When the city manager of troubled Stockton, Calif., had to tell city council members why it was on track to become the biggest American city yet to go bankrupt, it took hours to get through the list.
There was the free health care for retirees, the unpaid parking tickets, the revenue bonds without enough revenue to pay them. On it went, a grim drumbeat of practically every fiscal malady imaginable, except an obvious one: municipal pensions. Stockton is spending some $30 million a year to pay for them, but it has less than 70 cents set aside for every dollar of benefits its workers expect.
The cause of pension reform in California took a significant body shot Wednesday when a group hoping to put an overhaul measure before voters this year suspended its campaign.
Beleaguered by fundraising problems and questions about the viability of its proposals, California Pension Reform shut down its efforts. The group's officials blamed the demise on a "false and misleading" summary of the plan by Attorney General Kamala Harris, a charge the Democrat denied.
The death of California Pension Reform's efforts also wounded Gov. Jerry Brown's pension proposals to the Democratic-controlled Legislature, one analyst said, by removing the threat of a more draconian measure going before voters.
Faced with a growing pension burden, Los Angeles Mayor Antonio Villaraigosa and the City Council moved this summer to freeze the amount of healthcare benefits given to thousands of police and firefighters once they retire. Those benefits would not increase in coming years, Villaraigosa said, unless employees contribute more toward retirement from their paychecks. [Read More...]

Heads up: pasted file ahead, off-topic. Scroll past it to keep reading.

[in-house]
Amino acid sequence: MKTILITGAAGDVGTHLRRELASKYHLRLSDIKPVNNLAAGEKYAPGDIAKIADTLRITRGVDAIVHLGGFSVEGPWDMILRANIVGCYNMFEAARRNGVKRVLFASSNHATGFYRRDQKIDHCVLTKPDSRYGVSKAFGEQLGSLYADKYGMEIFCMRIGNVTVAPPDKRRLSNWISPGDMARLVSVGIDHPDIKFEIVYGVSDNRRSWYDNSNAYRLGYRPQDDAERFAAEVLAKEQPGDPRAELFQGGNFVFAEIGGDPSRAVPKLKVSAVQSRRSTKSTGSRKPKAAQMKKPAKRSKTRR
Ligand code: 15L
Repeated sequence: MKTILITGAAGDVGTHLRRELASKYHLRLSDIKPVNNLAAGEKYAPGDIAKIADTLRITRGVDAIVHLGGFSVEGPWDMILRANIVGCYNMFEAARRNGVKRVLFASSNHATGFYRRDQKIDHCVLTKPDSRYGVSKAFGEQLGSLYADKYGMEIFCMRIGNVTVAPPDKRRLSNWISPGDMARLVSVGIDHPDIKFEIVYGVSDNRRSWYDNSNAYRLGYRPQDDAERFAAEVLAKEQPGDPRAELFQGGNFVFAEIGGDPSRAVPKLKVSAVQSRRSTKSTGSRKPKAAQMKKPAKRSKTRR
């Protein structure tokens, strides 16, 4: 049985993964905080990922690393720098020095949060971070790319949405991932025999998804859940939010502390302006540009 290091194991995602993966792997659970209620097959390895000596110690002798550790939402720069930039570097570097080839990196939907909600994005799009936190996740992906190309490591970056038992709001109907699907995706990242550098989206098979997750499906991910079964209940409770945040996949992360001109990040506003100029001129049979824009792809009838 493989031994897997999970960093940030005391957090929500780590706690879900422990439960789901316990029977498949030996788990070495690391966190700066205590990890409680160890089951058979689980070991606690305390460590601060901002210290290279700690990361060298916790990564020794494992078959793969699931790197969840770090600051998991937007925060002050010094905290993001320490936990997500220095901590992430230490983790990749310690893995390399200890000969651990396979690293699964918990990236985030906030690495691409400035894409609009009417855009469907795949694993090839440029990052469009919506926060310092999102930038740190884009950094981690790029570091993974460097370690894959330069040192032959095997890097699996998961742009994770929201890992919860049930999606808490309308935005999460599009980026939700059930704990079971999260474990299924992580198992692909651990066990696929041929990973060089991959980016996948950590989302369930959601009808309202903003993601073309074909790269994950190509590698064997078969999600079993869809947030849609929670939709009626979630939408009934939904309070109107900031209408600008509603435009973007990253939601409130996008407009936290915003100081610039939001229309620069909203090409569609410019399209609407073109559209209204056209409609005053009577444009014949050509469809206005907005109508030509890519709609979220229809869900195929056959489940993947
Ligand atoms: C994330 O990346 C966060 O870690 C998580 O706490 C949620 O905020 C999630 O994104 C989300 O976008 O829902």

Sacramento Bee Sept. 8, 2011 --Lawmakers essentially threw in the towel Thursday on comprehensive public pension reform - at least for now.
With this year's legislative session scheduled to end at midnight today, the Assembly voted 51-21 to approve a last-minute bill declaring its commitment to pension reform but conceding that more time is needed.
Abandoning negotiations with Republican lawmakers, Gov. Jerry Brown struck a deal with Democrats for a budget that assumes billions of dollars in fresh revenue — but could lead to major service cuts if the money doesn't materialize.
Michael Bilbrey and Richard Ross – the two candidates in the CalPERS runoff election for a vacant seat on the CalPERS Board of Administration – will face off at an upcoming candidates’ forum. [Read More...]
Gov. Jerry Brown and Democratic legislative leaders announced today that they have reached an agreement on a new majority-vote budget plan.
"We've had some tough discussions, but I can tell you that the Democrats in both the Senate and the Assembly have now joined with the administration and myself and we have a very good plan going forward with the budget," Brown said at a press conference in his office this afternoon. [Read More...]
With California's new fiscal year starting Friday and no compromise with the GOP on a budget in sight, Gov. Jerry Brown's chief spokesman called Sacramento Republicans "basically moronic" for failing to strike [Read More...]
Sacramento Bee June 16, 2011
Gov. Jerry Brown vetoed his own party's budget today, less than 24 hours after Democratic lawmakers sent him a majority-vote plan balanced with risky solutions.
The Democratic governor said during his campaign and throughout this year he would not sign a budget filled with "gimmicks," though he suggested earlier this week he had relaxed that stance.
Republican lawmakers are prepared to let voters decide whether to close California's stubborn budget deficit with higher taxes in exchange for major changes in state spending, public pensions and regulatory policies.